“This is not business as usual, this is business in a very, very unusual time.”
That’s what Paul Stermer, the Director of the Food Bank of the Hudson Valley, had to say when asked how the COVID-19 outbreak has begun to affect daily operations at the food bank. And while his statement likely rings true for the majority of us who have had to drastically alter our daily lives in order to mitigate the spread of the novel coronavirus, for Paul it carries with it some extra weight. Because in the Hudson Valley, thousands of people rely on “business as usual” at the food bank to meet their daily food needs.
It’s been just over two weeks since the World Health Organization officially declared COVID-19 to be a pandemic and while the situation continues to evolve every day, the residual effects of the virus are already beginning to be felt by businesses and the economy. For many of us, this has meant taking measures to flatten the curve like working from home, distancing ourselves from other people, and spending most of our days indoors, especially if presenting symptoms. For others it has meant filing for unemployment and scrambling to find ways to support their families and loved ones.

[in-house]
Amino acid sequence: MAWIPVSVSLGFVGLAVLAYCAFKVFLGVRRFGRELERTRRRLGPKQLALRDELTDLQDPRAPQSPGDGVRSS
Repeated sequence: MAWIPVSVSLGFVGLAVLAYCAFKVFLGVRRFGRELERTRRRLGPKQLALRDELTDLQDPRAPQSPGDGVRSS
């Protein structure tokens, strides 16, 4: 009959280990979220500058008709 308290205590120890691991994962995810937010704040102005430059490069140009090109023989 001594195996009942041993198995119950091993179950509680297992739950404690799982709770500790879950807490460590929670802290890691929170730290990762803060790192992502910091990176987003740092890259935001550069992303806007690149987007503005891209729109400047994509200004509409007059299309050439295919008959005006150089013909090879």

For Paul and the rest of the staff at the Food Bank of the Hudson Valley (FBHV), the spread of the virus has meant that now, perhaps more than ever, their services are needed. Over the last few weeks, the FBHV has seen an uptick in demand for food as people are becoming increasingly homebound and are struggling to financially support their families. This increased demand in tandem with a temporary decrease in donated food, fewer open venues to distribute that food, and fewer volunteers to help with that distribution has created what Paul calls “a perfect storm.”
Under normal circumstances, the Food Bank of the Hudson Valley (FBHV) provides food to an estimated 117,000 people in the Hudson Valley region who are regarded as food-insecure, meaning they lack reliable access to a sufficient quantity of affordable, nutritious food. The FBHV operates as a middleman between food sellers and community food distribution facilities. They receive donations from manufacturers, retailers, wholesalers, growers, and brokers who donate food that may be mislabeled, overproduced, short weighted, or close to expiration. That food is then stored at the FBHV’s 55,000 square-foot warehouse before it is distributed to 400 food pantries, soup kitchens, emergency shelters, and other charitable agencies in 6 counties around the Hudson Valley region and beyond. In this way, the FBHV is able to keep their costs of operation relatively low, the main costs being personnel, warehouse maintenance, and vehicle expenses to transport food.
But, as Paul pointed out, these are not normal circumstances.